In regard to SG, Chou, who has been a Murphree area senator for four years and ran for Student Body President, isn’t confident that the resolution will be heard before the end of the Spring semester. This is due to canceled Senate meetings from obstacles of legislating digitally, and because SG hasn’t traditionally dealt with off-campus housing issues.

Because UCF President Thad Seymour Jr. issued a statement to apartment complexes about rent relief for students, Merwitzer decided to reachout to UF President Kent Fuchs. 

In an email sent Mar. 26, Merwitzer urged Fuchs to make a public statement in the hopes that it would sway landlords to provide relief to students. 

Fuchs responded to him, saying that he had asked UF's community and government relations team to think about ways that UF might influence the situation, especially because the university would announce its plan to refund those who moved out of on-campus housing early.

“So far all I’ve had, throughout the two weeks of working on this, has just been lip service,” Merwitzer said. 

UF issued a statement on Monday encouraging students who are experiencing financial hardship to work with their landlords to find a mutually agreeable solution, and said the university is currently speaking with rental property owners to find solutions. 

“We encourage students to thoroughly review their rental agreements to understand the effect any voluntary actions may create, including effects on their financial health,” said university spokesperson Steve Orlando. He directed students to the SG-funded Student Legal Services for assistance in understanding those terms, which employs four attorneys.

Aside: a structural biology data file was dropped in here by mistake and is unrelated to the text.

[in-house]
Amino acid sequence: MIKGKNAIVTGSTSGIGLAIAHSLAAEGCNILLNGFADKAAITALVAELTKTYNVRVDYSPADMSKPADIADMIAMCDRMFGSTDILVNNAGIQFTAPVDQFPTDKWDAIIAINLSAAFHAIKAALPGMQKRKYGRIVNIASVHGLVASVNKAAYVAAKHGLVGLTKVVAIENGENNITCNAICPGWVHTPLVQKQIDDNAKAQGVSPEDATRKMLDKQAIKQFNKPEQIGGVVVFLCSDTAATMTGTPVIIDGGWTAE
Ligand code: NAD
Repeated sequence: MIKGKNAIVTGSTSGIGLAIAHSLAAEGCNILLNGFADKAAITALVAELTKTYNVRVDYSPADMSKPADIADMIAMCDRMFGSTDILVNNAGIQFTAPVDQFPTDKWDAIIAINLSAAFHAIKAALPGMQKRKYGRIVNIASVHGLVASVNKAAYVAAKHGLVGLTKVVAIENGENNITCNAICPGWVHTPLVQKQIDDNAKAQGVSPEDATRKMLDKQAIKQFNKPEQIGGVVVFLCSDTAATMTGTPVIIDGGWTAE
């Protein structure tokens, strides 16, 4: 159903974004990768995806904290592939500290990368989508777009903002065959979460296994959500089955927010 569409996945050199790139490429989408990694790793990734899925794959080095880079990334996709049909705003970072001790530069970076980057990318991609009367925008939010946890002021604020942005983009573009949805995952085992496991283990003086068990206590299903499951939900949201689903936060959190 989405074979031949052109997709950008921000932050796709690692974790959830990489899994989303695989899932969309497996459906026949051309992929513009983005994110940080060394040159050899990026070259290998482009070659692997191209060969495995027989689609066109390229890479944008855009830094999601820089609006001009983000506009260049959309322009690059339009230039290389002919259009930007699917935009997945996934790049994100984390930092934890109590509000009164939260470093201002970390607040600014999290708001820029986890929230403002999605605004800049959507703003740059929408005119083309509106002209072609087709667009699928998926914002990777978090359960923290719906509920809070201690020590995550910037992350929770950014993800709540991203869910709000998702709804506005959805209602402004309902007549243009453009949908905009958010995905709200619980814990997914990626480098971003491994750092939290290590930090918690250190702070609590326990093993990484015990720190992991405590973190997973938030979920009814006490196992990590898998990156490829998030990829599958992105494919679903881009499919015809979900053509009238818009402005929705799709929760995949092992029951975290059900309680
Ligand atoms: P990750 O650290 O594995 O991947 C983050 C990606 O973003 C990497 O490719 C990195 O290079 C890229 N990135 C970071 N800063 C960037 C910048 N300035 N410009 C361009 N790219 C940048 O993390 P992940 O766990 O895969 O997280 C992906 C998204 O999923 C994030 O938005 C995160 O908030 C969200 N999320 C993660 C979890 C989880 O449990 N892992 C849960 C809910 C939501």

On April 3, Democratic Florida Reps. Anna Eskamani and Carlos Smith wrote a joint letter to Gov. Ron DeSantis asking him to sign an executive order that would allow students out of their leases without penalty from landlords. DeSantis has not made the executive order.

Having seen all avenues with the university, SG and the state government seemingly exhausted, Chou wrote an email to members of the Student Body proposing a rent strike organized with the Alachua County Labor Coalition and Gainesville Housing Justice. 

“There is power in numbers. Though we all come from different walks of life, we are bound together by our shared economic struggle during this crisis,” Chou wrote in the email. 

Rent strikes would ideally be planned for May 1, but it depends on the response from students, said Ashley Nguyen, a representative from Gainesville Housing Justice and a UF international studies and political science senior. 

“The goal is not only to bring relief to students during the pandemic, but to be able to build and sustain a long term resistance against how landlords are treating tenants,” Nguyen, 22, said.

Correction: This story has been updated to reflect that the SG-funded Student Legal Services employs four attorneys. The Alligator originally reported differently. 

Contact Kaelyn Cassidy at [email protected]. Follow her on Twitter @kaelyn_cassidy.